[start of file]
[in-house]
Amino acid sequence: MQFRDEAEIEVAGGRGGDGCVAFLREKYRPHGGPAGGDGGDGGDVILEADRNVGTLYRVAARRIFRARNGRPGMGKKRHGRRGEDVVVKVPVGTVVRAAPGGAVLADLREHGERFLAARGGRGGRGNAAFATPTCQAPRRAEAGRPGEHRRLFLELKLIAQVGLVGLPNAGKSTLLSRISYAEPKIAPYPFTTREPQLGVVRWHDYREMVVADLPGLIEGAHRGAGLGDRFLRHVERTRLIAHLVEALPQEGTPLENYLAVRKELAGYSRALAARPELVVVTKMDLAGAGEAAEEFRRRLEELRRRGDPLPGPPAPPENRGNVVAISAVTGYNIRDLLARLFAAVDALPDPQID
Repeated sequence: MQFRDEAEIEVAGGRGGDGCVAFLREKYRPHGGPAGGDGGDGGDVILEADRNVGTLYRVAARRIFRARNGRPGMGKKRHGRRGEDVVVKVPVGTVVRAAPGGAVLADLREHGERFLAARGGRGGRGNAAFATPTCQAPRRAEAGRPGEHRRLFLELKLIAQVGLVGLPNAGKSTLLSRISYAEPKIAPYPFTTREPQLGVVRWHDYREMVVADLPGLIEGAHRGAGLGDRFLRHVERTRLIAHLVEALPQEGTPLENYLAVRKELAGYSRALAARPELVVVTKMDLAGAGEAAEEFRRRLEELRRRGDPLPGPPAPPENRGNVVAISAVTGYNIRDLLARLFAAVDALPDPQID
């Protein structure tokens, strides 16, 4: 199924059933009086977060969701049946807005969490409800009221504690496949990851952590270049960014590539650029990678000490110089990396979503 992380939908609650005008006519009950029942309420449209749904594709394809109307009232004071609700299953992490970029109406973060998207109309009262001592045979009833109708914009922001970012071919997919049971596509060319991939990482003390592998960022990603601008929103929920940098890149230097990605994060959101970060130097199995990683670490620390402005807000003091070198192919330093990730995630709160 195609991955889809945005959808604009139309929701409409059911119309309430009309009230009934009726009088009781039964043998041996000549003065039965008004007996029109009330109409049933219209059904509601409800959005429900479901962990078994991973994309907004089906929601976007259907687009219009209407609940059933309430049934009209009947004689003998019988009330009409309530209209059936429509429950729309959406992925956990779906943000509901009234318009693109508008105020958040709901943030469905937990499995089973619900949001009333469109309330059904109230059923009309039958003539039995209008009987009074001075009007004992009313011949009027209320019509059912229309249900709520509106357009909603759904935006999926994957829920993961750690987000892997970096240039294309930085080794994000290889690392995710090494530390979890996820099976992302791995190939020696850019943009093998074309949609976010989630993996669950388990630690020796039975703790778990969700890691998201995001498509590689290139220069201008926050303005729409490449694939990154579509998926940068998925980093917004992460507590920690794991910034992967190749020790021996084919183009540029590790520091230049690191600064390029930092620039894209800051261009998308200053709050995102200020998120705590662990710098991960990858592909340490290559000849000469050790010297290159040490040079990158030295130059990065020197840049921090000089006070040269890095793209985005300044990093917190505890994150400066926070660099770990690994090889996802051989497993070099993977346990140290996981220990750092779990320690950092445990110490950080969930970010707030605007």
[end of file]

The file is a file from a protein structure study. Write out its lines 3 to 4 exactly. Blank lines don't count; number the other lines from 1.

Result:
Repeated sequence: MQFRDEAEIEVAGGRGGDGCVAFLREKYRPHGGPAGGDGGDGGDVILEADRNVGTLYRVAARRIFRARNGRPGMGKKRHGRRGEDVVVKVPVGTVVRAAPGGAVLADLREHGERFLAARGGRGGRGNAAFATPTCQAPRRAEAGRPGEHRRLFLELKLIAQVGLVGLPNAGKSTLLSRISYAEPKIAPYPFTTREPQLGVVRWHDYREMVVADLPGLIEGAHRGAGLGDRFLRHVERTRLIAHLVEALPQEGTPLENYLAVRKELAGYSRALAARPELVVVTKMDLAGAGEAAEEFRRRLEELRRRGDPLPGPPAPPENRGNVVAISAVTGYNIRDLLARLFAAVDALPDPQID
């Protein structure tokens, strides 16, 4: 199924059933009086977060969701049946807005969490409800009221504690496949990851952590270049960014590539650029990678000490110089990396979503 992380939908609650005008006519009950029942309420449209749904594709394809109307009232004071609700299953992490970029109406973060998207109309009262001592045979009833109708914009922001970012071919997919049971596509060319991939990482003390592998960022990603601008929103929920940098890149230097990605994060959101970060130097199995990683670490620390402005807000003091070198192919330093990730995630709160 195609991955889809945005959808604009139309929701409409059911119309309430009309009230009934009726009088009781039964043998041996000549003065039965008004007996029109009330109409049933219209059904509601409800959005429900479901962990078994991973994309907004089906929601976007259907687009219009209407609940059933309430049934009209009947004689003998019988009330009409309530209209059936429509429950729309959406992925956990779906943000509901009234318009693109508008105020958040709901943030469905937990499995089973619900949001009333469109309330059904109230059923009309039958003539039995209008009987009074001075009007004992009313011949009027209320019509059912229309249900709520509106357009909603759904935006999926994957829920993961750690987000892997970096240039294309930085080794994000290889690392995710090494530390979890996820099976992302791995190939020696850019943009093998074309949609976010989630993996669950388990630690020796039975703790778990969700890691998201995001498509590689290139220069201008926050303005729409490449694939990154579509998926940068998925980093917004992460507590920690794991910034992967190749020790021996084919183009540029590790520091230049690191600064390029930092620039894209800051261009998308200053709050995102200020998120705590662990710098991960990858592909340490290559000849000469050790010297290159040490040079990158030295130059990065020197840049921090000089006070040269890095793209985005300044990093917190505890994150400066926070660099770990690994090889996802051989497993070099993977346990140290996981220990750092779990320690950092445990110490950080969930970010707030605007």